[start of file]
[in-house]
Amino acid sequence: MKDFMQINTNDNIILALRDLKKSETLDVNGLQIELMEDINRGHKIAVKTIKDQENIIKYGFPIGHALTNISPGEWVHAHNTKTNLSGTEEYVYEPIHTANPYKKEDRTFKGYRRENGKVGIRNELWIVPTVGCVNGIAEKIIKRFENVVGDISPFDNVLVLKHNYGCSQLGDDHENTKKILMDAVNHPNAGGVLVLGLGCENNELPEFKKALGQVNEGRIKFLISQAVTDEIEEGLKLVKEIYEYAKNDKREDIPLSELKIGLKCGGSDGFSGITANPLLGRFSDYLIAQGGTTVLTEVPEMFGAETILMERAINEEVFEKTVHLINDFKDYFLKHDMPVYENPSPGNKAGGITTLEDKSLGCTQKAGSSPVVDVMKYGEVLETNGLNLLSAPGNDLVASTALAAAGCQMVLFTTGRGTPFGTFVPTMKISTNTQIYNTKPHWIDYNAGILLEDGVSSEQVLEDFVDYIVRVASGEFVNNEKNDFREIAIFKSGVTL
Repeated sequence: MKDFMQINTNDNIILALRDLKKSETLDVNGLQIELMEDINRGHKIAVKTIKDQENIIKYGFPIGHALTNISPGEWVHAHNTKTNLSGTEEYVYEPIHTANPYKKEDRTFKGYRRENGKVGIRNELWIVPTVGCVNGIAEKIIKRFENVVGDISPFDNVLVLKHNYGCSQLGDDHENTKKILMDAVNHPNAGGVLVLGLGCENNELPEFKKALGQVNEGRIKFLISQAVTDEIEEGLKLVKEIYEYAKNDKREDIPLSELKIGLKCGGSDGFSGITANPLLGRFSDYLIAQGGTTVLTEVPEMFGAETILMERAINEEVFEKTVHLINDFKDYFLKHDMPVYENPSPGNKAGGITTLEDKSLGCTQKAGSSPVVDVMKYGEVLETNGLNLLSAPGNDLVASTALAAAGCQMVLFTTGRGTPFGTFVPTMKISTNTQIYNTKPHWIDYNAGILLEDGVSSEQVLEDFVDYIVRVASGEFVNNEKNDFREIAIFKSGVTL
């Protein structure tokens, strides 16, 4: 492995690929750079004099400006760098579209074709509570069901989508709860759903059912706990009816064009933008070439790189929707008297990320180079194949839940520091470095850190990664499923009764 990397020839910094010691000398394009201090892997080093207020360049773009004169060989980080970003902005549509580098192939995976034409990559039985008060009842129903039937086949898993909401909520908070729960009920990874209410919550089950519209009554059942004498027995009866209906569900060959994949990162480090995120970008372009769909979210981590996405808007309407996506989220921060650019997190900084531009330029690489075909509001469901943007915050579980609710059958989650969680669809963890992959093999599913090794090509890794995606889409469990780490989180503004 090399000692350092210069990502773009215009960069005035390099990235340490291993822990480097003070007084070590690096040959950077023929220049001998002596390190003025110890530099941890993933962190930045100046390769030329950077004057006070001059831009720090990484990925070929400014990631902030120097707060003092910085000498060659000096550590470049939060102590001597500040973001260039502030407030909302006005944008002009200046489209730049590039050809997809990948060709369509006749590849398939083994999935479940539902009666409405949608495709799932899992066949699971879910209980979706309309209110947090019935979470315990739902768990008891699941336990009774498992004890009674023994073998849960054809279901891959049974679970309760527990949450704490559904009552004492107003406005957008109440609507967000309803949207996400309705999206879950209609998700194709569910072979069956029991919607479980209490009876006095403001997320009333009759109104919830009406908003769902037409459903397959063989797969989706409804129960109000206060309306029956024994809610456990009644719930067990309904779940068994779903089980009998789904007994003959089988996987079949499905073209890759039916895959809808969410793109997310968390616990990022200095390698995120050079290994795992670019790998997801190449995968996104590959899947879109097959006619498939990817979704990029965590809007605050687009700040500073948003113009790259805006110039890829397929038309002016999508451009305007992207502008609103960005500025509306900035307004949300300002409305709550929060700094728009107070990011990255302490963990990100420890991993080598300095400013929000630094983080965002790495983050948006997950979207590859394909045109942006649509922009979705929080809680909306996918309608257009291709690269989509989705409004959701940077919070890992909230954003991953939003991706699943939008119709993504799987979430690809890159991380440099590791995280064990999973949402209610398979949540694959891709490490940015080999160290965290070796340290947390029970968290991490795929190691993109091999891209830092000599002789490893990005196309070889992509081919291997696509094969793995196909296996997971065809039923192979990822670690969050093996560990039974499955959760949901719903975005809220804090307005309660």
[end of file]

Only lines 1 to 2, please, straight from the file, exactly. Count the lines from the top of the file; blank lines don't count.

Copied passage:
[in-house]
Amino acid sequence: MKDFMQINTNDNIILALRDLKKSETLDVNGLQIELMEDINRGHKIAVKTIKDQENIIKYGFPIGHALTNISPGEWVHAHNTKTNLSGTEEYVYEPIHTANPYKKEDRTFKGYRRENGKVGIRNELWIVPTVGCVNGIAEKIIKRFENVVGDISPFDNVLVLKHNYGCSQLGDDHENTKKILMDAVNHPNAGGVLVLGLGCENNELPEFKKALGQVNEGRIKFLISQAVTDEIEEGLKLVKEIYEYAKNDKREDIPLSELKIGLKCGGSDGFSGITANPLLGRFSDYLIAQGGTTVLTEVPEMFGAETILMERAINEEVFEKTVHLINDFKDYFLKHDMPVYENPSPGNKAGGITTLEDKSLGCTQKAGSSPVVDVMKYGEVLETNGLNLLSAPGNDLVASTALAAAGCQMVLFTTGRGTPFGTFVPTMKISTNTQIYNTKPHWIDYNAGILLEDGVSSEQVLEDFVDYIVRVASGEFVNNEKNDFREIAIFKSGVTL